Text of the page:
Engineers at the Imperial College London have designed what is perhaps the most “energetic” robot yet. Enter the flying fish robot, with its gliding wings, and its own signature forward propulsion that mimics the actual thing.
Vehicles that are able to shift travel mediums from water to air is not exactly something unique. But to go from underwater to being airborne requires a bit more engineering effort to allow the vehicle to seamlessly adapt between the two environments.
This is probably why the researchers were inspired to build the robot out of the only animal large enough to accomplish such a feat. Unlike a real flying fish though, which slaps water hard in order to jump away from predators, this flying fish robot uses a water-reactive chemical system that pushes the robot using expanding gas and the water that fills it.
When it flies, it can shoot out of the water for about 26 meters through the air. The chemical used for the gas-plus-water reaction is calcium carbide, precisely because it combusts readily when it comes in contact with water. A total of just 0.2 grams is needed in order to make the jump that you see in the demo video, and it does not incorporate any other complex moving parts.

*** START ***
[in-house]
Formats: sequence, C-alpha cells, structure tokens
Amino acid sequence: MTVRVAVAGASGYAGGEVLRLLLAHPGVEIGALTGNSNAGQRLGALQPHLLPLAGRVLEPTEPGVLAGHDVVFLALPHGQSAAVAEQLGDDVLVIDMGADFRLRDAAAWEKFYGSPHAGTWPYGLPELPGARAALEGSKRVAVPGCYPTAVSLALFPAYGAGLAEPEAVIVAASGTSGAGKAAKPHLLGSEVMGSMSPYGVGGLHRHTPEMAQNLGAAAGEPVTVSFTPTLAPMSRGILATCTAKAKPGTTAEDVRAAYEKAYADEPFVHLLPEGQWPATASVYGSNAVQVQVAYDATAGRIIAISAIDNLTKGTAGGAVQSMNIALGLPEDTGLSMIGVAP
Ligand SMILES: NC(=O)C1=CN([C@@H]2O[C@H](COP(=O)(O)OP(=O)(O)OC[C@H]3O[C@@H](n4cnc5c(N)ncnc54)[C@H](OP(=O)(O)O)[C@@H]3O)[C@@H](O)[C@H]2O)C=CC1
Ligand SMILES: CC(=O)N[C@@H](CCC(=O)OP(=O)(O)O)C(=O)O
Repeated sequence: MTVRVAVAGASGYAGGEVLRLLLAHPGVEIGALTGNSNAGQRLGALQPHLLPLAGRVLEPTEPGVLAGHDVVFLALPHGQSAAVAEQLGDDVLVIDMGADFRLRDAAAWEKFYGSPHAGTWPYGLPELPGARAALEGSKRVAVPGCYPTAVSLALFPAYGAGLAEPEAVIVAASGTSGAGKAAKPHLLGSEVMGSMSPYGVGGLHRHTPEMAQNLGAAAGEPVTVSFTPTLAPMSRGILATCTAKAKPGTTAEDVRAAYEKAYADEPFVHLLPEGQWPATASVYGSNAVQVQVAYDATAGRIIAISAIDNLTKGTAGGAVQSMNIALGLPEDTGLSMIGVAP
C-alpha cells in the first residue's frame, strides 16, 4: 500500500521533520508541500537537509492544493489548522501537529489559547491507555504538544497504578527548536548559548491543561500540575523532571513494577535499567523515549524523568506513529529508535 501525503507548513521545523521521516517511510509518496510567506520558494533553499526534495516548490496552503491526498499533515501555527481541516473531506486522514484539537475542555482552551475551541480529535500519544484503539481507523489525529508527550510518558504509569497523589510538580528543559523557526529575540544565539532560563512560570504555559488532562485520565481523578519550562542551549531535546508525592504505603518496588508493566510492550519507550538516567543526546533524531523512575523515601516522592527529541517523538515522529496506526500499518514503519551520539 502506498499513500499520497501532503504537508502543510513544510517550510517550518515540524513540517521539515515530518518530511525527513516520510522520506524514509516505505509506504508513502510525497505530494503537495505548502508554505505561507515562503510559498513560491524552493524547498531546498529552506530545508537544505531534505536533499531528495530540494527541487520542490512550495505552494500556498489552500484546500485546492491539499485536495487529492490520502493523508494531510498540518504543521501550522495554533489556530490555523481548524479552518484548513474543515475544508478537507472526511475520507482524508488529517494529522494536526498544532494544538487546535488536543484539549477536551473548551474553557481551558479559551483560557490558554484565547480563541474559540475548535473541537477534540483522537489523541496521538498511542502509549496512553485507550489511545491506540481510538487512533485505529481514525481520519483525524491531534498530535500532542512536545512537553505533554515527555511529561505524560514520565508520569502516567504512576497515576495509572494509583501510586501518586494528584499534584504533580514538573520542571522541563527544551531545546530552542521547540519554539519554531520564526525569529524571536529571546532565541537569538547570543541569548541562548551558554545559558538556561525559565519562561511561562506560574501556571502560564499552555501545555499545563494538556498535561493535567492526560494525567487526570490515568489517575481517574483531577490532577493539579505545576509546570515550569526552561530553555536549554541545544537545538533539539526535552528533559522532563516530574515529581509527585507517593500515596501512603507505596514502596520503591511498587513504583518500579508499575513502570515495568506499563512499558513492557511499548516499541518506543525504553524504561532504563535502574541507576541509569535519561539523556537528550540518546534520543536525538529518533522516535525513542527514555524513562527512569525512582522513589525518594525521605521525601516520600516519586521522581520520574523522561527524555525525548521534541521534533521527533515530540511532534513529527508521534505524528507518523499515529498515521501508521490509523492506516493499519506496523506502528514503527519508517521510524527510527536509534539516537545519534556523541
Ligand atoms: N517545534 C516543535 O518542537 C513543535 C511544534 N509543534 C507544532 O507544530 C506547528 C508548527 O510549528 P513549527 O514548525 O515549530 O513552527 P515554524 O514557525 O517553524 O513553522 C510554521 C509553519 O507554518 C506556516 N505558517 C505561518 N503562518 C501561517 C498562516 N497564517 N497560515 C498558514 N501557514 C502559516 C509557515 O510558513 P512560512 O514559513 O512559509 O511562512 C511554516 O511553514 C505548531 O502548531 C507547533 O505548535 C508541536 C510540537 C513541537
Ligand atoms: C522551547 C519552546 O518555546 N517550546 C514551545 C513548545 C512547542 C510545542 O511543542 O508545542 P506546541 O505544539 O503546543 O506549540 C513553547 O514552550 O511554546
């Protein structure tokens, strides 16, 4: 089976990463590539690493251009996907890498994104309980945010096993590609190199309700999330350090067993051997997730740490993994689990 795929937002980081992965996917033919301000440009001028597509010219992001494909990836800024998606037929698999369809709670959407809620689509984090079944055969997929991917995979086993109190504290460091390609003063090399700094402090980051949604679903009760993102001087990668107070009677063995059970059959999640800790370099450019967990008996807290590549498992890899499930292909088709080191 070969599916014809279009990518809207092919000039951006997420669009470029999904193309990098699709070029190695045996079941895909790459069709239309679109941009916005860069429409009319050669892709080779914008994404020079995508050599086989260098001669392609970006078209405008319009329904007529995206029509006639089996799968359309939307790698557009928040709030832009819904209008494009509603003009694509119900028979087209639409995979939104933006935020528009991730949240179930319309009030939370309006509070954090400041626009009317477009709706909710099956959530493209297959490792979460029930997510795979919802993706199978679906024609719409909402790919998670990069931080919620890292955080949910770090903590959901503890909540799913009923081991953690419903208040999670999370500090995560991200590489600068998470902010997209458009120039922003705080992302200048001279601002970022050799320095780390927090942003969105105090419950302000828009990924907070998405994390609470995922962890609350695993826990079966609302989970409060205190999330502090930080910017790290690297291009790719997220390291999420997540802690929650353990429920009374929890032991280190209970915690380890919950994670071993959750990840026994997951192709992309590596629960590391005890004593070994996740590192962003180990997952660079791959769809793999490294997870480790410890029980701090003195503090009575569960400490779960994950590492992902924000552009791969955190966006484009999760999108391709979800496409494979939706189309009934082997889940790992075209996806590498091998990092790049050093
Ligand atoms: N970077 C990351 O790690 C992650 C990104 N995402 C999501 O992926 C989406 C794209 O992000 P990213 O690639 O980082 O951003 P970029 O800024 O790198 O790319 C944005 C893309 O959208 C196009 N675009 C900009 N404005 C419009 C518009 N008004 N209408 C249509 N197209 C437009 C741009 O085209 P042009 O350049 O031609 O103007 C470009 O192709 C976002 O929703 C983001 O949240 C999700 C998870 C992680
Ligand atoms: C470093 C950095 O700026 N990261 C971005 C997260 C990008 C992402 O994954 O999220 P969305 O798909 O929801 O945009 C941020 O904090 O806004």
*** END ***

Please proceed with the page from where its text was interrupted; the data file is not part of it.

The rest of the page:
What exactly would a flying fish robot be useful for you ask? Well, the researchers did describe its purpose as being able to “collect water samples in tricky environments”.
First, they could go cheap and simply throw the robot in any body of water, before it sends the water samples out in a powerful stream of gas and water. Another idea might be to simply integrate such a system as part of the design, so that it will be just one of the many different systems that a more sophisticated robot can use.
After successfully testing the flying fish robot, the researchers are hoping to collaborate with the Swiss Federal Laboratories for Materials Science and Technology, in order to build the next prototypes with even more advanced materials and to test them under many more conditions and environments.